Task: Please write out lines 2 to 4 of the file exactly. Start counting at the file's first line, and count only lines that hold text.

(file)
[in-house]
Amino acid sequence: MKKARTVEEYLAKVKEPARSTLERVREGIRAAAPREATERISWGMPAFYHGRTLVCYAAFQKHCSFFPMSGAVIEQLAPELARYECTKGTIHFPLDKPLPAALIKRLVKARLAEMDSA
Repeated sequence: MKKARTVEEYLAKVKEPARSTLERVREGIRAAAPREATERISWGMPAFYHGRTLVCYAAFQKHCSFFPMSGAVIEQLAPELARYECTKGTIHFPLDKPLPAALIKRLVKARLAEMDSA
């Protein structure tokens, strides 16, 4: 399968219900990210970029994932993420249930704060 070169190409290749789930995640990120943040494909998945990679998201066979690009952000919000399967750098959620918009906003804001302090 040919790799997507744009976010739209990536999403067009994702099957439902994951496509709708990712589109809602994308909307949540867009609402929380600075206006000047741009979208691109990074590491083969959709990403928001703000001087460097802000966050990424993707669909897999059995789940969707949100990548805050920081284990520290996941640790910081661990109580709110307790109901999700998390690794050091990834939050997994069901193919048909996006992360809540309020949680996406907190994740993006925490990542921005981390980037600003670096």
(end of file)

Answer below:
Amino acid sequence: MKKARTVEEYLAKVKEPARSTLERVREGIRAAAPREATERISWGMPAFYHGRTLVCYAAFQKHCSFFPMSGAVIEQLAPELARYECTKGTIHFPLDKPLPAALIKRLVKARLAEMDSA
Repeated sequence: MKKARTVEEYLAKVKEPARSTLERVREGIRAAAPREATERISWGMPAFYHGRTLVCYAAFQKHCSFFPMSGAVIEQLAPELARYECTKGTIHFPLDKPLPAALIKRLVKARLAEMDSA
């Protein structure tokens, strides 16, 4: 399968219900990210970029994932993420249930704060 070169190409290749789930995640990120943040494909998945990679998201066979690009952000919000399967750098959620918009906003804001302090 040919790799997507744009976010739209990536999403067009994702099957439902994951496509709708990712589109809602994308909307949540867009609402929380600075206006000047741009979208691109990074590491083969959709990403928001703000001087460097802000966050990424993707669909897999059995789940969707949100990548805050920081284990520290996941640790910081661990109580709110307790109901999700998390690794050091990834939050997994069901193919048909996006992360809540309020949680996406907190994740993006925490990542921005981390980037600003670096």